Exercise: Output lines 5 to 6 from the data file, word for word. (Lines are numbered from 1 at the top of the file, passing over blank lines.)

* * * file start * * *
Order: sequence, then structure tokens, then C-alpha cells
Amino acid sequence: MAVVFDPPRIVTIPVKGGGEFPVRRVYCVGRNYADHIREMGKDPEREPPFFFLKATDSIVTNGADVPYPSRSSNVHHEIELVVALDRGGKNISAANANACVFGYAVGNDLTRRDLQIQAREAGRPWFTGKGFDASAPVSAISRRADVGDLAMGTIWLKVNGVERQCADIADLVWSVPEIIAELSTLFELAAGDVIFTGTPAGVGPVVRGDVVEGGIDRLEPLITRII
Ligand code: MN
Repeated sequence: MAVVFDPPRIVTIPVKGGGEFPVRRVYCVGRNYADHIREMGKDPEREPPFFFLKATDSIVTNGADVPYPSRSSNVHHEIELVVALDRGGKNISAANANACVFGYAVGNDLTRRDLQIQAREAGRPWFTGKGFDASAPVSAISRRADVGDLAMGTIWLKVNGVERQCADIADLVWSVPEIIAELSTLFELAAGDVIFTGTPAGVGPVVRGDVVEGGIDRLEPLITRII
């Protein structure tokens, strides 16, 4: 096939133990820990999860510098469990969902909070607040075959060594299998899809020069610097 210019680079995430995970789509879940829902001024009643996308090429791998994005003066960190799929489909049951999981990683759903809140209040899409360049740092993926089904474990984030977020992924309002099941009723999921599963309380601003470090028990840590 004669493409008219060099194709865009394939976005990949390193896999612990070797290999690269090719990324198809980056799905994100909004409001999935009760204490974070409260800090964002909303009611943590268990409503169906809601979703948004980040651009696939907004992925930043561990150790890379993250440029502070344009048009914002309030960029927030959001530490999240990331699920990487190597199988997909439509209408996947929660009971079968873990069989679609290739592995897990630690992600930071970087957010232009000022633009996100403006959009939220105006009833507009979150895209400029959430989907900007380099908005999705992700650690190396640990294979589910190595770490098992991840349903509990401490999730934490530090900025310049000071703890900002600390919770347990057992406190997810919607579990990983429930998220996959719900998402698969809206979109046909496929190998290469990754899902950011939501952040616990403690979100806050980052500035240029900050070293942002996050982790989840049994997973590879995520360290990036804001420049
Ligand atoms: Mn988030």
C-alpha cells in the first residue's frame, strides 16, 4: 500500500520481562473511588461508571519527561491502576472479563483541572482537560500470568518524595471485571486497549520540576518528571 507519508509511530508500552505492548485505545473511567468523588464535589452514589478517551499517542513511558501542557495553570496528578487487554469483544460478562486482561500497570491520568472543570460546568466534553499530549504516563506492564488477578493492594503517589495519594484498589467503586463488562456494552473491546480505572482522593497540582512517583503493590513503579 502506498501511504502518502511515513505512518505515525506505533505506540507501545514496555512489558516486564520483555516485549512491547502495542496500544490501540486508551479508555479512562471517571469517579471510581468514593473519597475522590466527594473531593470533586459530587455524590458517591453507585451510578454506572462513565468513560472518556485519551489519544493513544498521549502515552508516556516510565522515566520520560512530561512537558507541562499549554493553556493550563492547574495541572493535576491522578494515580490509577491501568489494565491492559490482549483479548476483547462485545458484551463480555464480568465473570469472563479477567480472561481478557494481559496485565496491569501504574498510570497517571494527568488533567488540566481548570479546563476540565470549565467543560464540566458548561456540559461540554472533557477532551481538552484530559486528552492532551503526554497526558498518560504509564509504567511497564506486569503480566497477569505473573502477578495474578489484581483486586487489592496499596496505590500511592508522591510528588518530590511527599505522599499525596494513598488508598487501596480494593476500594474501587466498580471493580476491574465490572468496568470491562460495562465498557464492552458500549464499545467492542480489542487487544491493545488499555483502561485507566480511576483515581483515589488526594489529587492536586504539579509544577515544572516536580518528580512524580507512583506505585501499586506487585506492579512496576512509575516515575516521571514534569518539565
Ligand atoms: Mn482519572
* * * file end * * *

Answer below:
């Protein structure tokens, strides 16, 4: 096939133990820990999860510098469990969902909070607040075959060594299998899809020069610097 210019680079995430995970789509879940829902001024009643996308090429791998994005003066960190799929489909049951999981990683759903809140209040899409360049740092993926089904474990984030977020992924309002099941009723999921599963309380601003470090028990840590 004669493409008219060099194709865009394939976005990949390193896999612990070797290999690269090719990324198809980056799905994100909004409001999935009760204490974070409260800090964002909303009611943590268990409503169906809601979703948004980040651009696939907004992925930043561990150790890379993250440029502070344009048009914002309030960029927030959001530490999240990331699920990487190597199988997909439509209408996947929660009971079968873990069989679609290739592995897990630690992600930071970087957010232009000022633009996100403006959009939220105006009833507009979150895209400029959430989907900007380099908005999705992700650690190396640990294979589910190595770490098992991840349903509990401490999730934490530090900025310049000071703890900002600390919770347990057992406190997810919607579990990983429930998220996959719900998402698969809206979109046909496929190998290469990754899902950011939501952040616990403690979100806050980052500035240029900050070293942002996050982790989840049994997973590879995520360290990036804001420049
Ligand atoms: Mn988030």